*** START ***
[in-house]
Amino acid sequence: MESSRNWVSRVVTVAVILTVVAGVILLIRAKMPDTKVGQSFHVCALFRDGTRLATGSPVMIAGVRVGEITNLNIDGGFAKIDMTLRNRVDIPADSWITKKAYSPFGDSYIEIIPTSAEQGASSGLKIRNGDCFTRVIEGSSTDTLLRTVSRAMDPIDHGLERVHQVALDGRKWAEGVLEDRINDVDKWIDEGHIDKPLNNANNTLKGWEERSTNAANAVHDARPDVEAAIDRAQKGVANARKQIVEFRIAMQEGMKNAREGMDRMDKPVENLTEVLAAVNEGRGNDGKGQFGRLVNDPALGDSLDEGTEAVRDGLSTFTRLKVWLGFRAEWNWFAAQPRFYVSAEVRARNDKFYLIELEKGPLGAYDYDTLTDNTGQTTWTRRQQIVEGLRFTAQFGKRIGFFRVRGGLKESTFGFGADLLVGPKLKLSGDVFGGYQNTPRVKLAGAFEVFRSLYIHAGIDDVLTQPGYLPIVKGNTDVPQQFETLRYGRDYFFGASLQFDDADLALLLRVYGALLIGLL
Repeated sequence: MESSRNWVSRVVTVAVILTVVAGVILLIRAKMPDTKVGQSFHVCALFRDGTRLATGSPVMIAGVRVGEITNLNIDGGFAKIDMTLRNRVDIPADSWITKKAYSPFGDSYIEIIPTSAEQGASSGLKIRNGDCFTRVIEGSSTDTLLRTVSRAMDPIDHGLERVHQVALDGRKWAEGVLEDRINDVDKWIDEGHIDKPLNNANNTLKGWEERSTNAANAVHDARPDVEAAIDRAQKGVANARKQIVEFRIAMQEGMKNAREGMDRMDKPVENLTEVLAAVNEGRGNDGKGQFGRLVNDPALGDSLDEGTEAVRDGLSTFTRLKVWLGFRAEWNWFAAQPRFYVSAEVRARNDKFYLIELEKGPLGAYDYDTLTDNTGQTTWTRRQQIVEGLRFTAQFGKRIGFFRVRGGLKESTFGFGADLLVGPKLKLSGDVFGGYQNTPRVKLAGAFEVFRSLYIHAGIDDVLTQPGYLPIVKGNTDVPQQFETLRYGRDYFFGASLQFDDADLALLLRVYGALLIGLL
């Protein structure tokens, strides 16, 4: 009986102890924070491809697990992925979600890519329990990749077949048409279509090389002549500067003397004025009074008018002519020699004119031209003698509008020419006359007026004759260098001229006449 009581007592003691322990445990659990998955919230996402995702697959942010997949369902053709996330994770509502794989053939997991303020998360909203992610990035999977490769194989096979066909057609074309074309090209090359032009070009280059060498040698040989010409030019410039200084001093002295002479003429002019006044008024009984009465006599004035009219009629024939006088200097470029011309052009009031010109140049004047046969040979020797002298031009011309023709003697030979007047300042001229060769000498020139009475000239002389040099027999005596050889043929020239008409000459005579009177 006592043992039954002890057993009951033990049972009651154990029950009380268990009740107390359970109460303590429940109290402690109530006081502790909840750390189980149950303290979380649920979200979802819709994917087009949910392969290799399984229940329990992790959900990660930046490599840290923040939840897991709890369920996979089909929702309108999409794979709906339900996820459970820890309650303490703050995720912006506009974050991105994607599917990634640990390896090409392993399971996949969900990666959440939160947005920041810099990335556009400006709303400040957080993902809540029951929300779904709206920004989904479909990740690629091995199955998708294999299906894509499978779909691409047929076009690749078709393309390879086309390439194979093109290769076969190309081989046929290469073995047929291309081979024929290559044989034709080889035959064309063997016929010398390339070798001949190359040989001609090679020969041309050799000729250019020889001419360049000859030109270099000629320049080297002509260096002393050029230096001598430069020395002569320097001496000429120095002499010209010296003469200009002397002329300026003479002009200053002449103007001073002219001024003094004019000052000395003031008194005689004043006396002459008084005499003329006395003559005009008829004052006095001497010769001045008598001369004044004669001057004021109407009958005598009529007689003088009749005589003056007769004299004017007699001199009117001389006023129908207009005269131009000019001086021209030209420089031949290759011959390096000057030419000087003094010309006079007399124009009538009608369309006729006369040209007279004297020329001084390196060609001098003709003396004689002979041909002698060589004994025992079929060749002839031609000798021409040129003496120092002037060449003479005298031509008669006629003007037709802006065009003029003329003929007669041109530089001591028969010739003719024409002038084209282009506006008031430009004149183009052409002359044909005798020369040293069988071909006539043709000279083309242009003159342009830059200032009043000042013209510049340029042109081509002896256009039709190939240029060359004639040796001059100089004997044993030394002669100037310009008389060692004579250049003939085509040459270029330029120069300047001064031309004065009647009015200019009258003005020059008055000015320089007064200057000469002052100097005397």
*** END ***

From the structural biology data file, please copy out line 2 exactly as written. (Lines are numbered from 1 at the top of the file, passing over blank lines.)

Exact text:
Amino acid sequence: MESSRNWVSRVVTVAVILTVVAGVILLIRAKMPDTKVGQSFHVCALFRDGTRLATGSPVMIAGVRVGEITNLNIDGGFAKIDMTLRNRVDIPADSWITKKAYSPFGDSYIEIIPTSAEQGASSGLKIRNGDCFTRVIEGSSTDTLLRTVSRAMDPIDHGLERVHQVALDGRKWAEGVLEDRINDVDKWIDEGHIDKPLNNANNTLKGWEERSTNAANAVHDARPDVEAAIDRAQKGVANARKQIVEFRIAMQEGMKNAREGMDRMDKPVENLTEVLAAVNEGRGNDGKGQFGRLVNDPALGDSLDEGTEAVRDGLSTFTRLKVWLGFRAEWNWFAAQPRFYVSAEVRARNDKFYLIELEKGPLGAYDYDTLTDNTGQTTWTRRQQIVEGLRFTAQFGKRIGFFRVRGGLKESTFGFGADLLVGPKLKLSGDVFGGYQNTPRVKLAGAFEVFRSLYIHAGIDDVLTQPGYLPIVKGNTDVPQQFETLRYGRDYFFGASLQFDDADLALLLRVYGALLIGLL